Thomas Kenton “Ken” Ford — President Trump granted a full pardon to Ken Ford, a 38-year veteran of the coal industry and currently the General Manager of a coal company. Mr. Ford’s pardon is supported by members of the coal mining community, including those with extensive experience in mining operations, safety, and engineering, who describe Mr. Ford as a “model manager” who conducts himself with the utmost professionalism and integrity. Twenty years ago, Mr. Ford made a material misstatement to Federal mining officials. Mr. Ford pled guilty and served a sentence of 30 years’ probation. In the decades since, Mr. Ford has been an upstanding member of his community and has used this experience and his decades of expertise to keep miners safe, including promoting truthfulness and integrity with Federal mining officials, for whom Mr. Ford states that he has the “utmost respect.”
Jon Harder — President Trump commuted the sentence of Jon Harder, former President and CEO of Sunwest Management Inc., who has served nearly 5 years of a 15-year prison sentence. Notable figures, including the Honorable Michael Hogan who served as the Federal judge overseeing Sunwest’s bankruptcy and receivership, Ford Elsaesser who served as counsel to Sunwest’s creditors in receivership, and multiple other individuals involved in the litigation support Mr. Harder’s commutation. Mr. Harder was serving as president and CEO of Sunwest Management Inc., a large management company overseeing residential senior care facilities, when he misused investment funds during the real estate crisis. Mr. Harder fully accepted responsibility, pled guilty, and cooperated with the government’s civil and criminal actions against him at great personal cost. According to former Chief Judge Hogan, Mr. Harder’s full cooperation “against his substantial financial and penal interests” helped secure the sale of the company’s assets, ensuring that Sunwest’s investors recovered more of their investment, seniors could continue living in their facilities, and employees could retain their livelihoods. Mr. Elsaesser stated that “of all the financial wrongdoers that [the court and the Government] dealt with during the real estate crash of 2008, Mr. Harder acted more responsibly than any of his ‘peers.’” President Trump commends Mr. Harder for choosing to put his employees, investors, and the senior citizens residing in Sunwest’s homes above himself.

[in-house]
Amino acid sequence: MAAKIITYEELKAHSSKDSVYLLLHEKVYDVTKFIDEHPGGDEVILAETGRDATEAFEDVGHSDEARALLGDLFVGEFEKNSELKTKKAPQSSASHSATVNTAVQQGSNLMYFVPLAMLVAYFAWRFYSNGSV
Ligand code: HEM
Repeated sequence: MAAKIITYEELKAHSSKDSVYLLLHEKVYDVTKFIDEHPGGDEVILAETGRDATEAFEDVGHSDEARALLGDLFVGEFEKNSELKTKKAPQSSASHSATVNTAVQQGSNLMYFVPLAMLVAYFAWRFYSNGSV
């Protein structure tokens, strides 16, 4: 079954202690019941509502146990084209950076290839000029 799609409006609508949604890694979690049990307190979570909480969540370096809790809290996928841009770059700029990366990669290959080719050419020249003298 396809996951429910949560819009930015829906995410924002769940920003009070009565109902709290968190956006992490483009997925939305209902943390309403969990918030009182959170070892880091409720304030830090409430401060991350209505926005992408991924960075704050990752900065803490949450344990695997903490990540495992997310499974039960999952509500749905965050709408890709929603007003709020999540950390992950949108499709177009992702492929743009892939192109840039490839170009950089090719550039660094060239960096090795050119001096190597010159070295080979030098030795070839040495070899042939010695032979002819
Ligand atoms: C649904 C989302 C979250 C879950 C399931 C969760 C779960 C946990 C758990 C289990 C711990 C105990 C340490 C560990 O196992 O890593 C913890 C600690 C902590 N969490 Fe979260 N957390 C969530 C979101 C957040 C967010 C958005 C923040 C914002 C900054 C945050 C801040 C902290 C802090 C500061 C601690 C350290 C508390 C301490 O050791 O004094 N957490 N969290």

Scott Conor Crosby — President Trump granted a full pardon to Scott Conor Crosby. Mr. Crosby is supported by Senator Martha McSally, the Mayor and Vice Mayor of Mesa, Arizona, and the Bishop of his church, all of whom attest to Mr. Crosby’s service to his community and upstanding character. In 1992, Mr. Crosby made a “‘spur of the moment’ poor decision” to participate in a co-worker’s plan to commit a bank robbery. Mr. Crosby was arrested the same day and cooperated with the authorities. Since his release from prison, he has spent significant time volunteering at his church, mentoring youth, and has earned a certification as an Emergency Medical Technician. Mr. Crosby’s civil rights were restored by the State of Arizona in 2003, and this action restores his Federal civil rights.
Adrianne Miller – President Trump commuted the remaining sentence of Adrianne Miller. This commutation is supported by former U.S. Attorney Brett Tolman and the Clemency for All Non-Violent Drug Offenders (CAN-DO) Foundation. Ms. Miller has served 6 years of a 15-year sentence after pleading guilty to conspiracy to possess with intent to distribute methamphetamine and possession of a list I chemical. Ms. Miller, who has struggled with drug addiction, has fully committed to rehabilitation while in prison. In addition, she has taken numerous courses including drug education, life management, and has participated in the Life Connections Program, an intensive, multi-phase re-entry program offered by the Bureau of Prisons. She is extremely remorseful, regrets her “destructive choices” and has taken full responsibility for her actions.
Joshua J. Smith — President Trump granted a full pardon to Joshua J. Smith. Tennessee Governor Bill Lee, Representative Tim Burchett, Commissioner of the Tennessee Department of Corrections Tony Parker, Director of the Tennessee Bureau of Investigation David Rausch, and numerous other community and faith leaders support the pardon of Mr. Smith. Since his release from prison in 2003 for conspiracy to possess drugs with intent to distribute, Mr. Smith has dedicated his life to his faith and to his community. He is now a successful businessman and has used his financial success to establish Fourth Purpose, a non-profit organization devoted to making prison “a place of transformation.” He has mentored incarcerated individuals and taught business classes to those in prison—including at the prison where he was incarcerated. Mr. Smith has also been heavily involved in mission trips throughout Latin America.